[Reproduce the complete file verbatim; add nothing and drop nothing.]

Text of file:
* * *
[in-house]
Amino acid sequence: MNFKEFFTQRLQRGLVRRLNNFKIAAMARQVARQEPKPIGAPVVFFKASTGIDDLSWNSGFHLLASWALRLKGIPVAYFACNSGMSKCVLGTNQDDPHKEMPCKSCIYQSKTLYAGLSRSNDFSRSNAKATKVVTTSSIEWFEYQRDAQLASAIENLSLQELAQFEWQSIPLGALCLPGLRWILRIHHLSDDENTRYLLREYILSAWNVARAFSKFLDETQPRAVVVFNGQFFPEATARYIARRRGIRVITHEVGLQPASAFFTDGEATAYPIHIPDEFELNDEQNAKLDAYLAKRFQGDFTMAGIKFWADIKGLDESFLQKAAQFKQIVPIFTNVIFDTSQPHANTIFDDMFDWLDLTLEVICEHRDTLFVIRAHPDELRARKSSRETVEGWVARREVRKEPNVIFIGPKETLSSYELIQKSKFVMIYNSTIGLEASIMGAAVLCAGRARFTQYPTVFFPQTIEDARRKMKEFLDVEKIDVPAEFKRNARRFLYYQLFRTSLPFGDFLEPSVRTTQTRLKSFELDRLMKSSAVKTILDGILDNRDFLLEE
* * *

[in-house]
Amino acid sequence: MNFKEFFTQRLQRGLVRRLNNFKIAAMARQVARQEPKPIGAPVVFFKASTGIDDLSWNSGFHLLASWALRLKGIPVAYFACNSGMSKCVLGTNQDDPHKEMPCKSCIYQSKTLYAGLSRSNDFSRSNAKATKVVTTSSIEWFEYQRDAQLASAIENLSLQELAQFEWQSIPLGALCLPGLRWILRIHHLSDDENTRYLLREYILSAWNVARAFSKFLDETQPRAVVVFNGQFFPEATARYIARRRGIRVITHEVGLQPASAFFTDGEATAYPIHIPDEFELNDEQNAKLDAYLAKRFQGDFTMAGIKFWADIKGLDESFLQKAAQFKQIVPIFTNVIFDTSQPHANTIFDDMFDWLDLTLEVICEHRDTLFVIRAHPDELRARKSSRETVEGWVARREVRKEPNVIFIGPKETLSSYELIQKSKFVMIYNSTIGLEASIMGAAVLCAGRARFTQYPTVFFPQTIEDARRKMKEFLDVEKIDVPAEFKRNARRFLYYQLFRTSLPFGDFLEPSVRTTQTRLKSFELDRLMKSSAVKTILDGILDNRDFLLEE